Boeing vs Airbus – How Do They Compare – Airplane Company Comparison


On New Year’s Day, 1914, the world’s first
commercial airline (not including Zeppelins) called the St. Petersburg-Tampa Airboat took
off to great applause and carried its passengers on a 21-mile (34-km) journey from the bay
of St. Petersburg to Tampa. The journey took 23 minutes and the plane
got up to speeds of 64 mph (103 km/h). Sounds slow to you maybe, but that short trip
would have normally taken a car 20 hours, a steamboat over 2 hours, and the train somewhere
between 4 and 12 hours. Flying was the way to go. While in Europe, soon after, wing aircraft
airlines popped up (KLM founded in 1919 is still running today), it wasn’t until the
30s that you saw airliners that resemble the ones you see today. And today we are going to talk about two airliner
kings, in this episode of the Infographics Show, Boeing vs. Airbus. One of the first airliners that does resemble
planes you see flying through the skies daily today, was the Boeing Model 247. At the time, this was a highly advanced piece
of machinery, replete with control surface trim tabs – something to control flaps, auto-pilot,
and de-icing technology. This was the start of things to come, but
it couldn’t climb to a high altitude. So, Boeing created the Model 307 Stratoliner,
which had a pressurized cabin that allowed it to reach heights of 20,000 ft (6,000 m),
way above all that bad weather. This first flew in 1938, but it was introduced
as a passenger airliner for Pan American Airways in 1940. But who is this company Boeing? The American aerospace company is called the
world’s largest. No doubt you know that already if you fly
a lot. It’s not just a company helping you to get
to that beach holiday in Thailand next year, but it also works with developing technology
for space flights, armed aircraft, and missiles. This company is diverse, so we must remember
that while its main focus is commercial travel, it’s also helping to launch rockets into
space, missiles on people, and helping F-22 Raptors to fly at super-fast speeds. The company was created in 1916 by a Mr. William
E. Boeing, who was an American timber merchant. It was called the Aero Products Company for
around a year, and then the name was changed to Boeing Airplane Company. It built those flying boats we discussed in
the intro for the US Navy. In the 1920s, it moved into airmail services,
went through several name changes and expansions, gobbling up smaller aircraft makers. In 1934, because of antitrust legislation
(the Air Mail Act of 1934), Boeing wasn’t allowed to be both a manufacturer and a transport
company. It stuck with manufacturing, as you know,
and in the 30s evolved and made numerous armed aircraft as well as those airliners we mentioned
earlier. In a moment, we’ll talk about statistics
and the size of Boeing, but first, let’s look at the history of Airbus. As we said, while Boeing was making hay over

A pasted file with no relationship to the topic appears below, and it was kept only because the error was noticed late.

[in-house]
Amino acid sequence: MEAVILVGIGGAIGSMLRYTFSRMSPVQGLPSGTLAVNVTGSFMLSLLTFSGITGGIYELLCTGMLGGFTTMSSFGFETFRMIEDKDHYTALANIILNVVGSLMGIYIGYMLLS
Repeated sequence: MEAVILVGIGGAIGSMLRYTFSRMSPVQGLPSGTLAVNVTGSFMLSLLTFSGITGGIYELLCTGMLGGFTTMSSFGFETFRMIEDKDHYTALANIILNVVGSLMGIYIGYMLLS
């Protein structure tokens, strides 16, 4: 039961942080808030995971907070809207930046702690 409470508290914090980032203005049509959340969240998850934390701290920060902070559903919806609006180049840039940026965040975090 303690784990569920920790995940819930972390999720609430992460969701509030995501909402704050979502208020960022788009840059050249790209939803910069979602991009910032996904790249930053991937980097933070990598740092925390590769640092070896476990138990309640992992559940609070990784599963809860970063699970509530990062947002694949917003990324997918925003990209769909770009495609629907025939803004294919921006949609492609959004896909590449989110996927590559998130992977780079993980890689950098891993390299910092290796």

in the USA, the Europeans were designing their own passenger aircraft. Everyone once said there’s no way metal
can fly, then the German Hugo Junkers’ metal plane took off in 1915, although some say
the first metal aircraft was Romania’s A Vlaicu III. The world’s first jet engines were developed
in Germany and Britain, so not surprisingly Boeing wasn’t by itself in developing airliners. Actually, some people say the Russian “Sikorsky
Ilya Muromets” was the first passenger aircraft. Europe was thriving in aircraft technology,
and in the 1930s, passenger airlines sprung up, such as Imperial Airways in the UK, Lufthansa
in Germany, and KLM in the Netherlands. But it was Boeing who led the way with designs
of airliners, and that’s pretty much how it stayed for many years. Right now, you have numerous manufacturers
around the world, such as Japan’s Mitsubishi Aircraft Corporation and China’s Xi’an Aircraft
Industrial Corporation, but there is one company competing with Boeing in some respects and
that’s Airbus, a coalition of companies from France, Germany, Spain and the United
Kingdom. It was created, in fact, to compete with the
Boeing empire. The consortium started in the 1960s, but really
got going in the 70s and 80s. It was still quite small during those decades,
but in the 2000s things really changed, and a number of years throughout that decade Airbus
was for the first time getting more orders than Boeing. The fierce rivalry had started. It’s a close one, too. It’s said that from 2007 to 2016, Airbus
received 9,985 orders and delivered 5,644 planes. During the same decade, Boeing had 8,978 orders
and delivered 5,718 planes. Forbes wrote in 2018 that these two companies
will be getting orders like never before, too, as so many more people are flying these
days. The need for new planes in unprecedented,
said Forbes. We are also told that Airbus plans to build
60 A320neo jets per month around the middle of 2019. Boeing says it will build 57 737MAXs per month
during that time. “Boeing currently has 4,615 outstanding
orders for its 737 family, while Airbus holds a 6,126 jet backlog for its A320 series,”